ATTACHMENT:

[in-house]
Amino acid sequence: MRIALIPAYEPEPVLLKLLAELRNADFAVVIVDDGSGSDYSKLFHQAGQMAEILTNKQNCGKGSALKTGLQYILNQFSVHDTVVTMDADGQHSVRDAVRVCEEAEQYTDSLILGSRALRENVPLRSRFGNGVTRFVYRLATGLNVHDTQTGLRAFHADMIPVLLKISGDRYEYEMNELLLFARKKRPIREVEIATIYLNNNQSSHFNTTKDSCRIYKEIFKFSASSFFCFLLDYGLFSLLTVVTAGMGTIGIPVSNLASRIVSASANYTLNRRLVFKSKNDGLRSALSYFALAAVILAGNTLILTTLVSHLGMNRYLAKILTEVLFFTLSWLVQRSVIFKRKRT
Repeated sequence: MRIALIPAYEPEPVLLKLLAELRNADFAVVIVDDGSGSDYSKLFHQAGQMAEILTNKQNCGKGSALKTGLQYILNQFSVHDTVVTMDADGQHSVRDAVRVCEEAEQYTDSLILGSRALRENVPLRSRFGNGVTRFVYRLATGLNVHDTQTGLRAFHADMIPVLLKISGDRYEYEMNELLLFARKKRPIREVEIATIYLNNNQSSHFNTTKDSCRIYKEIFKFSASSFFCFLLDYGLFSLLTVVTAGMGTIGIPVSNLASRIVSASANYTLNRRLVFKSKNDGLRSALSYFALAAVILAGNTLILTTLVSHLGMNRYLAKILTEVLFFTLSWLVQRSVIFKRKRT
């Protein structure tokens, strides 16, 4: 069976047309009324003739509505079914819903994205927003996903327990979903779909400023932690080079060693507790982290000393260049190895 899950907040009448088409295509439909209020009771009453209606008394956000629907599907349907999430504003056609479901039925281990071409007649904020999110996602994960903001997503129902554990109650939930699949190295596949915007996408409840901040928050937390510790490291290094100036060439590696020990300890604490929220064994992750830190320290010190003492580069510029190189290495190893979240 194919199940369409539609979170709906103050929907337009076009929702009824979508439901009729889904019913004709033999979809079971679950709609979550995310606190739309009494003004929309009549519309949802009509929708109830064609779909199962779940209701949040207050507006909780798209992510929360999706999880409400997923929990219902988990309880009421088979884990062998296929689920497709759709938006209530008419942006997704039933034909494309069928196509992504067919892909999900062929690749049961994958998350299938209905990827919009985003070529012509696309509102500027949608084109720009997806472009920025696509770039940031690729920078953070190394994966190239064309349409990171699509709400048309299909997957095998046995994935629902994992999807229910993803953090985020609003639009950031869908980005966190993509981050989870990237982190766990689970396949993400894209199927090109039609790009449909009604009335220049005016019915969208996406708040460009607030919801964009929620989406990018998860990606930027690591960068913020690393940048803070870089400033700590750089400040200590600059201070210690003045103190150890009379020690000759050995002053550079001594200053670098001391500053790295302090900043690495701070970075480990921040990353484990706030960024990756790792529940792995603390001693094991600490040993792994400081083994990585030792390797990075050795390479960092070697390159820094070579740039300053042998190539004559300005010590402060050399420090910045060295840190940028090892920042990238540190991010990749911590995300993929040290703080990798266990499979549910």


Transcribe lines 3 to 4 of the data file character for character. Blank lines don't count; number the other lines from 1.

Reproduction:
Repeated sequence: MRIALIPAYEPEPVLLKLLAELRNADFAVVIVDDGSGSDYSKLFHQAGQMAEILTNKQNCGKGSALKTGLQYILNQFSVHDTVVTMDADGQHSVRDAVRVCEEAEQYTDSLILGSRALRENVPLRSRFGNGVTRFVYRLATGLNVHDTQTGLRAFHADMIPVLLKISGDRYEYEMNELLLFARKKRPIREVEIATIYLNNNQSSHFNTTKDSCRIYKEIFKFSASSFFCFLLDYGLFSLLTVVTAGMGTIGIPVSNLASRIVSASANYTLNRRLVFKSKNDGLRSALSYFALAAVILAGNTLILTTLVSHLGMNRYLAKILTEVLFFTLSWLVQRSVIFKRKRT
């Protein structure tokens, strides 16, 4: 069976047309009324003739509505079914819903994205927003996903327990979903779909400023932690080079060693507790982290000393260049190895 899950907040009448088409295509439909209020009771009453209606008394956000629907599907349907999430504003056609479901039925281990071409007649904020999110996602994960903001997503129902554990109650939930699949190295596949915007996408409840901040928050937390510790490291290094100036060439590696020990300890604490929220064994992750830190320290010190003492580069510029190189290495190893979240 194919199940369409539609979170709906103050929907337009076009929702009824979508439901009729889904019913004709033999979809079971679950709609979550995310606190739309009494003004929309009549519309949802009509929708109830064609779909199962779940209701949040207050507006909780798209992510929360999706999880409400997923929990219902988990309880009421088979884990062998296929689920497709759709938006209530008419942006997704039933034909494309069928196509992504067919892909999900062929690749049961994958998350299938209905990827919009985003070529012509696309509102500027949608084109720009997806472009920025696509770039940031690729920078953070190394994966190239064309349409990171699509709400048309299909997957095998046995994935629902994992999807229910993803953090985020609003639009950031869908980005966190993509981050989870990237982190766990689970396949993400894209199927090109039609790009449909009604009335220049005016019915969208996406708040460009607030919801964009929620989406990018998860990606930027690591960068913020690393940048803070870089400033700590750089400040200590600059201070210690003045103190150890009379020690000759050995002053550079001594200053670098001391500053790295302090900043690495701070970075480990921040990353484990706030960024990756790792529940792995603390001693094991600490040993792994400081083994990585030792390797990075050795390479960092070697390159820094070579740039300053042998190539004559300005010590402060050399420090910045060295840190940028090892920042990238540190991010990749911590995300993929040290703080990798266990499979549910």